Also known as the Reception area, the Breezeway between the Federation Gallery and the Seafarers' Gallery is home to a small gift shop, a display about the history of the Museum and the public noticeboard.

An exhibition  of historic lenses and other lighthouse equipment has been upgraded through the addition of interpretive panels and a map indicating the original location of the items on display.

Federation Gallery

Battle of the Coral Sea

A new display of panels, banners, artefacts, model ships and dioramas has been completed,  telling the story of Townsville’s association with the two world wars at sea, with as focal point the Battle of the Coral Sea (4-8 May 1942), which was fought between Japanese and Allied naval forces only about 885 km (477 nautical miles) north-east of Townsville. The showpieces amongst the models are HMAS Nestor (dedicated to Neville George who sailed on the ship and later founded the Museum) and the aircraft-carrier USS Lexington. A model of HMAS Albatross, an early seaplane carrier, represents the history of the Royal Australian Navy between the world wars. Also on show is a model of the famous (or infamous) World War I German auxiliary cruiser (or raider) Seeadler, probably one of the last windjammers (large steel-hulled sailing ships) used for waging war. Enhancing the display are a series of short video documentaries, courtesy of the Australian National Maritime Museum, featuring the story of the Australian submarine AE2 and Australian troop transports during World War I.

Also on show are two World War II documentaries, loaned to the Museum thanks to the generosity of the Australian National Maritime Museum. The one documentary, titled Clash of the carriers, features the Battle of the Coral Sea, using original footage and state of the art animation, making the battle through stunning visuals and sounds real as never before. This documentary is part of War and Peace in the Pacific 75, a program of the Australian National Maritime Museum supported by the USA Bicentennial Fund.

The other documentary confronts the visitor with the human side of the battle through interviews with Australian and US Coral Sea veterans, both moving and entertaining.

Women’s War 2

The Women's War 2 exhibition , consisting of display panels and display cases arranged around a mock-up of a typical North Queensland living-room during the war, complete with a piano and blackout curtains.This exhibition tells some of the stories about life in Townsville during the years 1939-1945 from a young woman's perspective. The twelve participating ladies whose experiences are showcased had all worked in different local industries in the defence of the country, many of them associated with maritime industries.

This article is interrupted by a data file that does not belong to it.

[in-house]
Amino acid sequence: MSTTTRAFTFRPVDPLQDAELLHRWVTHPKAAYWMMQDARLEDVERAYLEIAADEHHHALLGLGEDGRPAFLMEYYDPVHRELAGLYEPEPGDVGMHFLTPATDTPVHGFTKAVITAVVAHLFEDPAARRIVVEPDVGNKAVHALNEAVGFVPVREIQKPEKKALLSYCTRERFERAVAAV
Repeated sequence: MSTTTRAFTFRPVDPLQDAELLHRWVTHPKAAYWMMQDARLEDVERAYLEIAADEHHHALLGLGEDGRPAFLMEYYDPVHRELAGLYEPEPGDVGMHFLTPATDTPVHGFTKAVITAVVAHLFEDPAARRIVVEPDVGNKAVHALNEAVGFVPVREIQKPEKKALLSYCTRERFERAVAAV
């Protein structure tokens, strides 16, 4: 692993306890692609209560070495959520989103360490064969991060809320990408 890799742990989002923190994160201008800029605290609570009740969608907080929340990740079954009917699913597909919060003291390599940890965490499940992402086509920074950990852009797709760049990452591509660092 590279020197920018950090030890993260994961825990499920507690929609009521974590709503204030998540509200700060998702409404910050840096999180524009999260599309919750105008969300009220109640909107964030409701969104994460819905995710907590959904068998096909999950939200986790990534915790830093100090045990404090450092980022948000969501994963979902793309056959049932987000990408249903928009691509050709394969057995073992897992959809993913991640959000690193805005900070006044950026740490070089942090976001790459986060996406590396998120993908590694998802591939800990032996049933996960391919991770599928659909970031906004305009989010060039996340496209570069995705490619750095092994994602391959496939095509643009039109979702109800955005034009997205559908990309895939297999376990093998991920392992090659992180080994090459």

Seafarers’ Gallery

Named after the organisation that established the Museum, this gallery contains an eclectic mix of maritime themes, ranging from exploration, the mutiny on the Bounty and early labour recruitment to navigation and surface supplied underwater diving. Highlights of this gallery are models of HMS Pandora, HMS Bounty and HMB Endeavour.

Memorial Garden

Located between the Seafarer’s Gallery and the Port Building, this outdoor area commemorates Royal Australian Navy casualties of the Pacific Theatre of War during World War II, the people who died when the steamship Yongala was lost (1911) and the members of the Allied commando unit Z Special Unit who died when attacking Japanese shipping in Singapore harbour, October 1944 (Operation Rimau).

Royal Australian Navy after 1945

A gallery in the Port Building is dedicated to the post-war history of the RAN, with as focal point the Fremantle-class patrol boat HMAS Townsville, featuring a model, uniforms and a video documentary.

Yongala Gallery

Two areas inside the Port Building tell the story of the disappearance and discovery of the steamship Yongala through interpretive panels, a video documentary and displays of original artefacts, including the ship’s bell.